Rating is available when the video has been rented.
This feature is not available right now. Please try again later.
Published on Apr 28, 2008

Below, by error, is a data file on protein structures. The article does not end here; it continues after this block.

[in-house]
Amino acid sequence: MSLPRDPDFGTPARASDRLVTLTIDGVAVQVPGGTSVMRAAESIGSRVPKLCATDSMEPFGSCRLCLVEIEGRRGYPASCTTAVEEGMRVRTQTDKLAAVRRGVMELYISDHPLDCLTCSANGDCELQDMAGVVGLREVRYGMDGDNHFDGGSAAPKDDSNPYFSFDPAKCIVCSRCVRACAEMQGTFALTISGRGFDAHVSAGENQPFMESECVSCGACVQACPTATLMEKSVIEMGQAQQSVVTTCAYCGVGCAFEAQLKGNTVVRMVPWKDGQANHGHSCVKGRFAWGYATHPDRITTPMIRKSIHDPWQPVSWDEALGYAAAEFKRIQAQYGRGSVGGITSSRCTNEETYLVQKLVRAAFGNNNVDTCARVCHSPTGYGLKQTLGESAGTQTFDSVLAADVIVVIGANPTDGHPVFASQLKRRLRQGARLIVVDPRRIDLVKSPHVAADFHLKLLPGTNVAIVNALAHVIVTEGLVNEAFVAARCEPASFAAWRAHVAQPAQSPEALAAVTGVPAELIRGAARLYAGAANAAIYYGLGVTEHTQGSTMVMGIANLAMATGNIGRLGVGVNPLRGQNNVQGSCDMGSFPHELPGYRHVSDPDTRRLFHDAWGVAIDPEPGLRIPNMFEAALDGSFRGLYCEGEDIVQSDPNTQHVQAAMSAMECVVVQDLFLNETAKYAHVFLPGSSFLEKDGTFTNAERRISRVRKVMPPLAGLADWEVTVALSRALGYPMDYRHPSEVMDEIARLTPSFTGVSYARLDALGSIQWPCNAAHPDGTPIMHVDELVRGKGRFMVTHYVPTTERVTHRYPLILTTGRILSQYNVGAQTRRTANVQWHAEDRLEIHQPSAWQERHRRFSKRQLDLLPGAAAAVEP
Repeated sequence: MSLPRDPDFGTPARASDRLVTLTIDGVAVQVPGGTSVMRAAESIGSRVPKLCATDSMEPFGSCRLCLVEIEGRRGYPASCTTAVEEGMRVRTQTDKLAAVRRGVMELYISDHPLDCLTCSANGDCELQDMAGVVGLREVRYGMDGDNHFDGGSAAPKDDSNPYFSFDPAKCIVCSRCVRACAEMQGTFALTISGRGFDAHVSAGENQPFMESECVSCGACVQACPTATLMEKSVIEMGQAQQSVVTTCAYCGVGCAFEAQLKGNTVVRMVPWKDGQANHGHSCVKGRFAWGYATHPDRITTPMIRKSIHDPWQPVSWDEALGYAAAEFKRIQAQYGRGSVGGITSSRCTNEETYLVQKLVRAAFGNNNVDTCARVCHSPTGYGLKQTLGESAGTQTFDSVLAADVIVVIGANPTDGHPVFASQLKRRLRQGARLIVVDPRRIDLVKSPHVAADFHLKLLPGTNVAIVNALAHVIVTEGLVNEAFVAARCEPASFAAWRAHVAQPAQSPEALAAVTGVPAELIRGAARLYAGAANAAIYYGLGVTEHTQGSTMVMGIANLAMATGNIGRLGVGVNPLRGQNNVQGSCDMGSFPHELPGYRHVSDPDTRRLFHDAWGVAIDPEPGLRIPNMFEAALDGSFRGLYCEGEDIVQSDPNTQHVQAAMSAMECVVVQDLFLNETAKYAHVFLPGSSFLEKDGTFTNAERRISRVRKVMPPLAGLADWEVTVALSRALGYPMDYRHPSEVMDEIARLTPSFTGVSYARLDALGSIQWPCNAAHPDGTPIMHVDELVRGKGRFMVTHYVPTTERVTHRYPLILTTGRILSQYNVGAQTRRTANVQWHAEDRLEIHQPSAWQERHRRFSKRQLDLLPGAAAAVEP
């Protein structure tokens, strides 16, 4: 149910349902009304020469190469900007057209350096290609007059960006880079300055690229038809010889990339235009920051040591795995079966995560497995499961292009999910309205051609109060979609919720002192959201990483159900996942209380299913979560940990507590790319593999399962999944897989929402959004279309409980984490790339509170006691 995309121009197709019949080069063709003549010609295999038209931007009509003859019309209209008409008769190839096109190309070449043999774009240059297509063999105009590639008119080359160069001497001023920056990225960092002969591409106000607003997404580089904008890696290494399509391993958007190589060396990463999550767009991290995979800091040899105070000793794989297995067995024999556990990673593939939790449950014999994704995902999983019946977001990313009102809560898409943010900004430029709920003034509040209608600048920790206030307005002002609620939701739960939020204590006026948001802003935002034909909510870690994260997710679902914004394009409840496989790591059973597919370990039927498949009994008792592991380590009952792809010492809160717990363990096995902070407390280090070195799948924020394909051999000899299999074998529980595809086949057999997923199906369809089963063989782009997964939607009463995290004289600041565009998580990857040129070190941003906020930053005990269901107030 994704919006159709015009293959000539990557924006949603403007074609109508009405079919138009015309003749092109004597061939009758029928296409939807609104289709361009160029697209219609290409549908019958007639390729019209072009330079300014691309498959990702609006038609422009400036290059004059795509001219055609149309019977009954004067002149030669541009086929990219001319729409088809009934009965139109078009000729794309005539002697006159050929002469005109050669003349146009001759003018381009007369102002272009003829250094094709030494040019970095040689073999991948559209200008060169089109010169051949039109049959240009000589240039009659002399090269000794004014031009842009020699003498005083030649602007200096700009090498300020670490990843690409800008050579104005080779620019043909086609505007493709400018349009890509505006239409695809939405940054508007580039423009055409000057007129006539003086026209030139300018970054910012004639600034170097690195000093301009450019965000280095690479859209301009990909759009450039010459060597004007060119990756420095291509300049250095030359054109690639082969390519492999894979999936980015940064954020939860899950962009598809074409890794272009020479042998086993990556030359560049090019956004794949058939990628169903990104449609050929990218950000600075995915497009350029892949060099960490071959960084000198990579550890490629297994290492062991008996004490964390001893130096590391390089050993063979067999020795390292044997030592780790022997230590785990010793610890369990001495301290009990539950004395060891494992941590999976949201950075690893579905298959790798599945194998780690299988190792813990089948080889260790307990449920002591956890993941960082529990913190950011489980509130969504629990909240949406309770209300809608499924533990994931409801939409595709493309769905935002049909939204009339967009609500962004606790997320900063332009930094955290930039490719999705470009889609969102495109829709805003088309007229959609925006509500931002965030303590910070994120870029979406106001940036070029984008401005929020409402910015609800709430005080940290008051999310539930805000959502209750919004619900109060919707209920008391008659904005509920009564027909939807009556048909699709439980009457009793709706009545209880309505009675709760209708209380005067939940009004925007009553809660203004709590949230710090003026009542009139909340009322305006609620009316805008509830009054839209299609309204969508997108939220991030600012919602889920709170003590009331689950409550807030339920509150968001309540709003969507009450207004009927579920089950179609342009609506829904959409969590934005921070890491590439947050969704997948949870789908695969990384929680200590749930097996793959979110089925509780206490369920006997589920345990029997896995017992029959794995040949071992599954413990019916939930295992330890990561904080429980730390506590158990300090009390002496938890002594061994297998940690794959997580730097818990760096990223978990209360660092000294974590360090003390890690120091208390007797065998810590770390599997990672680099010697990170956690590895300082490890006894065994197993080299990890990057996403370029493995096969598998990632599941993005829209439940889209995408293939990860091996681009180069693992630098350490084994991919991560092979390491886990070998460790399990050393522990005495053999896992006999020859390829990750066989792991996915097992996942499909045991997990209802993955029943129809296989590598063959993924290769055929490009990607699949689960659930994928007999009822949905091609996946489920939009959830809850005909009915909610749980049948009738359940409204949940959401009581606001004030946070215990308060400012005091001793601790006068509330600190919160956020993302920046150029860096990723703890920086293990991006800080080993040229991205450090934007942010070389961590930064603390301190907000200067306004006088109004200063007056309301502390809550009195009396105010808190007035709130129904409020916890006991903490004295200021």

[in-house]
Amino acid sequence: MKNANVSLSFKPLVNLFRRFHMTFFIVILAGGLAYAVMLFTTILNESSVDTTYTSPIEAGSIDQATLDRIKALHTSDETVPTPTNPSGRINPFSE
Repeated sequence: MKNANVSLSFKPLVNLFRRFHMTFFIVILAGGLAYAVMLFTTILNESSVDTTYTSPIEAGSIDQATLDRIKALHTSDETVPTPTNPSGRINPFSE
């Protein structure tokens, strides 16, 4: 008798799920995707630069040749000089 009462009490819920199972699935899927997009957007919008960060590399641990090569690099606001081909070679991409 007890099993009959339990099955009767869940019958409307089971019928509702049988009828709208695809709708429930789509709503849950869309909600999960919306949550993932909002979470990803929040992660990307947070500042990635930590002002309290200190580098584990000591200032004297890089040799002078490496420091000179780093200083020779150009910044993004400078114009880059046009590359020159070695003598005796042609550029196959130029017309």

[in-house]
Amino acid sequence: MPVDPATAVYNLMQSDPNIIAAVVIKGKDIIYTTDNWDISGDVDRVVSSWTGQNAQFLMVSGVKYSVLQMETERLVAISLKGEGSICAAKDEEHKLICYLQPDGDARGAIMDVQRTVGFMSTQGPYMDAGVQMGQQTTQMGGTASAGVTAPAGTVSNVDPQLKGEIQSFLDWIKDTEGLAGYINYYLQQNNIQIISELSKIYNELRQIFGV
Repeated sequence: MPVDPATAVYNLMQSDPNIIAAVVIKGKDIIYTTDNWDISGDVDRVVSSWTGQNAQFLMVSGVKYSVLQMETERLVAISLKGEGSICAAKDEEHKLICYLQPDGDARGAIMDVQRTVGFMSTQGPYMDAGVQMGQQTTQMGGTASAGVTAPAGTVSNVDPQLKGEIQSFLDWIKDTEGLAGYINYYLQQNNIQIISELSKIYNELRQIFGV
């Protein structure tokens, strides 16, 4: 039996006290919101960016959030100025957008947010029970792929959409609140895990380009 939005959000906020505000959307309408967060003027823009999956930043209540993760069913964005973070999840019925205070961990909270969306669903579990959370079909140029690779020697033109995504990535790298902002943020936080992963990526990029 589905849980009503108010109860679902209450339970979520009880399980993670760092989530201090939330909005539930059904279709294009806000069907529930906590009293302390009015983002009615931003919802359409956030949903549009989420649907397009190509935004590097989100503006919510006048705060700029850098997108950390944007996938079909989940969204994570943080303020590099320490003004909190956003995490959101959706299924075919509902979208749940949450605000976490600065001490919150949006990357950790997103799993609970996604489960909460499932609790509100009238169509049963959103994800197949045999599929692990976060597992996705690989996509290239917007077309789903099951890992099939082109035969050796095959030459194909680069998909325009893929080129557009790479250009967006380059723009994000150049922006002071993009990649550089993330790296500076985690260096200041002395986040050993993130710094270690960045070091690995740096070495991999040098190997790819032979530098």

Robert A.F. Thurman is the Jey Tsong Khapa Professor of Indo-Tibetan Buddhist Studies in the Department of Religion at Columbia University, President of the Tibet House U.S., a non-profit organization dedicated to the preservation and promotion of Tibetan civilization, and President of the American Institute of Buddhist Studies, a non-profit affiliated with the Center for Buddhist Studies at Columbia University and dedicated to the publication of translations of important texts from the Tibetan Tanjur. Professor Thurman also translates important Tibetan and Sanskrit philosophical writings and lectures and writes on Buddhism, particularly Tibetan Buddhism; on Asian history, particularly the history of the monastic institution in the Asian civilization; and on critical philosophy, with a focus on the dialogue between the material and inner sciences of the world's religious traditions. Popularizing the Buddha's teachings is just one of Thurman's creative talents. He is a riveting speaker and an author of many books on Tibet, Buddhism, art, politics and culture, including Circling the Sacred Mountain, Essential Tibetan Buddhism, The Tibetan Book of the Dead, Wisdom and Compassion: The Sacred Art of Tibet, Worlds of Transformation, and, most recently, Infinite Life: Seven Virtues for Living Well. He is credited with being at the forefront of making Tibetan art accessible and understandable in the West and, with distinguished art historians, he collaborated in curating several important traveling exhibitions, including "Wisdom and Compassion," "Mandala," and "Worlds of Transformation," which set a standard in the art world. Thurman's work and insights are grounded in more than 35 years of serious academic scholarship. He has a B.A., A.M. and Ph.D. degrees from Harvard and has studied in Tibetan Buddhist monasteries in India and the United States. A long-time advocate of Buddhist monasticism, in 1962, Thurman became the first American ordained as a Tibetan Buddhist monk. He gave up his robes after several years, however, when he discovered he could be most effective in the American equivalent of the monastery, the university. He is a popular professor in the Religion Department of Columbia University where he holds the Jey Tsong Khapa chair in Indo-Tibetan Studies. Students have described his classes as "life changing", and a college president recently said, "If I could be a student again, I'd want to be in his classes at Columbia."